Dec 13

“Bottom line: if you don’t like your uncle, you can execute your uncle.”


“Despicable Human Scum” Uncle Of Kim Jong-Un Executed For “Attempting To Overthrow The State” (ZeroHedge, Dec 12, 2013):

The good news: there are always greater banana republics out there, somewhere, if one only looks hard enough.

With some epic, if purely unwarranted, humor here is KCNA’s account:

Pyongyang, December 13 (KCNA) — Upon hearing the report on the enlarged meeting of the Political Bureau of the Central Committee of the Workers’ Party of Korea, the service personnel and people throughout the country broke into angry shouts that a stern judgment of the revolution should be meted out to the anti-party, counter-revolutionary factional elements. Against the backdrop of these shouts rocking the country, a special military tribunal of the DPRK Ministry of State Security was held on December 12 against traitor for all ages Jang Song Thaek.

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Dec 13

North Korea says leader Kim Jong Un’s powerful uncle executed (Reuters, Dec 12, 2013):

North Korea said on Friday the uncle of leader Kim Jong Un, previously considered the second most powerful man in the secretive state, has been executed for treason, the biggest upheaval since the death of Kim’s father two years ago.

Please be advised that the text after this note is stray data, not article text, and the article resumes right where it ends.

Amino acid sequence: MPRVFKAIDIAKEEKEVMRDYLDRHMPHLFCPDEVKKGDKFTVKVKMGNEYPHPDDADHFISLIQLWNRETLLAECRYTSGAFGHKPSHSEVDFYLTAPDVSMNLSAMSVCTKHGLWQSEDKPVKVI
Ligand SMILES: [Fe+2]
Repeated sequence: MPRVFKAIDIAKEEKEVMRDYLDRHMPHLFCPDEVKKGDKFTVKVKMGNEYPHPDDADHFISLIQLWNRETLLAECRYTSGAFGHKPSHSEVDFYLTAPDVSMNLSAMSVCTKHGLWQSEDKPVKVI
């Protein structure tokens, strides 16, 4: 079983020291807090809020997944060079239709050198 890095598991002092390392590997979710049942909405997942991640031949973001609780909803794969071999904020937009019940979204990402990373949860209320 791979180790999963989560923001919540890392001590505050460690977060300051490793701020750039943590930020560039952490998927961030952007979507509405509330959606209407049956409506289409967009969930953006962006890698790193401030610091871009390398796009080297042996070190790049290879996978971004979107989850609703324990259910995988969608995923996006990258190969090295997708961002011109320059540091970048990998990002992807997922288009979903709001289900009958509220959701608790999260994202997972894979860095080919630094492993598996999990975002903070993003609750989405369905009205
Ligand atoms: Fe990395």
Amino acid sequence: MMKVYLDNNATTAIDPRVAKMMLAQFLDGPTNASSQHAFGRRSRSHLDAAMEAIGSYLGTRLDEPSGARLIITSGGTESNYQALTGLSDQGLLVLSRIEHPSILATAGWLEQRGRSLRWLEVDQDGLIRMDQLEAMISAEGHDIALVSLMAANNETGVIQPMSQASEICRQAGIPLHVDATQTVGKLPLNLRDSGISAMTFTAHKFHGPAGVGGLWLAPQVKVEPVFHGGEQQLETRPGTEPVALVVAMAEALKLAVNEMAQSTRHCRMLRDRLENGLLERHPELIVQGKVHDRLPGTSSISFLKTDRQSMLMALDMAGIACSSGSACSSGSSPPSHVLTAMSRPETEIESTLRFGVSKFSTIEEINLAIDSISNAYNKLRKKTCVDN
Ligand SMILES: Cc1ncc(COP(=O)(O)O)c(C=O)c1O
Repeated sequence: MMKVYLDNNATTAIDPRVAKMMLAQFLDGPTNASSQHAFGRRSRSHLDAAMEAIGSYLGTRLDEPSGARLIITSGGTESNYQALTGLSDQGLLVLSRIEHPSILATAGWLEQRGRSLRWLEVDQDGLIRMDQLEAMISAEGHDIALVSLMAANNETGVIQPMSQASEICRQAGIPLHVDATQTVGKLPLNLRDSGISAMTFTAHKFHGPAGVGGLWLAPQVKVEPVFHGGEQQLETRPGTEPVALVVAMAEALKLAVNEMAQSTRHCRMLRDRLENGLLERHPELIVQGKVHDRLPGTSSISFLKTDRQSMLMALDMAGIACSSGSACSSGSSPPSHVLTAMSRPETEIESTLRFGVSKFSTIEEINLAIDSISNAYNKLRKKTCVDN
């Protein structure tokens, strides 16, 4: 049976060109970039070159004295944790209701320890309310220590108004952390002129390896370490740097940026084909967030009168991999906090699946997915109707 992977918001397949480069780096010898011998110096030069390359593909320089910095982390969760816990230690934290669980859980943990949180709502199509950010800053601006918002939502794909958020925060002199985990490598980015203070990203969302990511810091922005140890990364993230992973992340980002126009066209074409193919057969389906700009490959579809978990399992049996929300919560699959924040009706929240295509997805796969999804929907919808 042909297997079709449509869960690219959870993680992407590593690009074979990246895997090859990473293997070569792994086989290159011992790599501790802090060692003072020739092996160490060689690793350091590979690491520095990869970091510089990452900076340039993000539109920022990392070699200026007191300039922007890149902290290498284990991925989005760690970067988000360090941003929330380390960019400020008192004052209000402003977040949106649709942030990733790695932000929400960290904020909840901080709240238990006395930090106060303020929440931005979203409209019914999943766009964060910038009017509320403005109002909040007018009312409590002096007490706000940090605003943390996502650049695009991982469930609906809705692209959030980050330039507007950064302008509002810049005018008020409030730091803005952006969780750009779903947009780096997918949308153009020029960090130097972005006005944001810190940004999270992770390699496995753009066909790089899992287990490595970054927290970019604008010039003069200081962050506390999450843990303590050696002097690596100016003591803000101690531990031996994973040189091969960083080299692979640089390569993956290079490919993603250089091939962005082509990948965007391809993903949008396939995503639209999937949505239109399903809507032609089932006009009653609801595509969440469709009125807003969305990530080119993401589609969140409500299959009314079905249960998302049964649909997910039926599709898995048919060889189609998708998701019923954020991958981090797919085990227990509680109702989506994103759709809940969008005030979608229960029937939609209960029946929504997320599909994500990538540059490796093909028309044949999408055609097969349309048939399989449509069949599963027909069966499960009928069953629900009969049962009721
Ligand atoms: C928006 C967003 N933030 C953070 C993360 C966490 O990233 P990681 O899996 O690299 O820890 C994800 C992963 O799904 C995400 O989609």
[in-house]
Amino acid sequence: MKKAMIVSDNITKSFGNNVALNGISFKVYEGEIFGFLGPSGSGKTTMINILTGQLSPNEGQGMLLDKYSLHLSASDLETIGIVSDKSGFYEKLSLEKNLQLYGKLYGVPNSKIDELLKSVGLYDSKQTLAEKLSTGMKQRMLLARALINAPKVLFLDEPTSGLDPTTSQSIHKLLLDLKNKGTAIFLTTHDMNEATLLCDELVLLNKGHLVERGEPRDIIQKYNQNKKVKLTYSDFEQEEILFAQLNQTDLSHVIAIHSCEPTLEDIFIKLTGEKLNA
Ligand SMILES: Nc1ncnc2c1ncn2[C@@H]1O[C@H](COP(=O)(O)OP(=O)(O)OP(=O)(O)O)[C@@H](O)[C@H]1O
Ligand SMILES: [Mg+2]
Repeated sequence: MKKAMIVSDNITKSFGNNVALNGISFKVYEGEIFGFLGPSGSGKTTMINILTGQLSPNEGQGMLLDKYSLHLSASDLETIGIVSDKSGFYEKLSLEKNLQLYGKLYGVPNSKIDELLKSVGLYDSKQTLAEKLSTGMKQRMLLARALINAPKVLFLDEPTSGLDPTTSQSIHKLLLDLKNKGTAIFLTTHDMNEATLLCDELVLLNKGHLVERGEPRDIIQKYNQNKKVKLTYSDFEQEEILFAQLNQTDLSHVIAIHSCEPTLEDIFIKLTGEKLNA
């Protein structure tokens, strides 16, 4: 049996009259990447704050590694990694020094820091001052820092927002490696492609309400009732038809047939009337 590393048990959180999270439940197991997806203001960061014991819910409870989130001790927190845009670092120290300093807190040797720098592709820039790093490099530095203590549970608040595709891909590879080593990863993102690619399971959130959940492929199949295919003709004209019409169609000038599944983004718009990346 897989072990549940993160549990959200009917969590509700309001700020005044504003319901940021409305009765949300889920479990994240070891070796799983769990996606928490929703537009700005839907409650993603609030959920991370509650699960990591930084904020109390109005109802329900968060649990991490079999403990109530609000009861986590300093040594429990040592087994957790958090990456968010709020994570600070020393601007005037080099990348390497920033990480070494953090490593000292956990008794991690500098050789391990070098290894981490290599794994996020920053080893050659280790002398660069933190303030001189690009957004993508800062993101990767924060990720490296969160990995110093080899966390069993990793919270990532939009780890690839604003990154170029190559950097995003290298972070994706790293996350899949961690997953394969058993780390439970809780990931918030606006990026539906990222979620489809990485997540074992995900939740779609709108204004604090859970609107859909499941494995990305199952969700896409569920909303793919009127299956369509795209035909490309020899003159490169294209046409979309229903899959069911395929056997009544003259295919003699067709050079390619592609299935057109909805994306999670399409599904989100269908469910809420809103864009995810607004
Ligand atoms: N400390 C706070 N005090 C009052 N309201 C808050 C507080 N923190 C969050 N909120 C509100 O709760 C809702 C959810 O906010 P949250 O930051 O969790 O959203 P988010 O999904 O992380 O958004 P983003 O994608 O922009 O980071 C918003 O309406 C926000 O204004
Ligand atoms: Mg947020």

The North’s official KCNA news agency said Jang Song Thaek had been executed after a special military tribunal found him guilty of treason, only days after he was stripped of all posts and expelled from the ruling Workers’ Party.

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Dec 25

Uncle Jang emerges as real power in North Korea (Independent, Dec. 22, 2011):

North Korea’s anointed “Great Successor” Kim Jong-un will have to rule from under the thumb of an uncle widely regarded as “the regent” who is both coaching him on how to govern, and telling him what to do.

That is the view of South Korean analysts as Kim Jong-il lies in a glass coffin in Pyongyang and weeping mourners file by for a last glimpse of the man who ruled North Korea for 17 years before dying last Saturday.

Behind the scenes of mourning, a backstage plan to ensure a smooth transition of power has thrust Jang Song-thaek into the spotlight. The brother-in-law of the former leader is thought to wield the most power in the new North Korean administration and is joined by his wife Kim Kyong-hui, and the highest ranking military commander, General Ri Young-ho in the country’s most powerful decision-making group.

Ha Tae-keung, director of a small short-wave radio station that broadcasts news into North Korea for two hours a day, believes Jang exercises the most power of all of those now scheming for influence in this time of transition.

“It’s not a junta,” Mr Ha said. “One person has the most power, and that’s Jang.”

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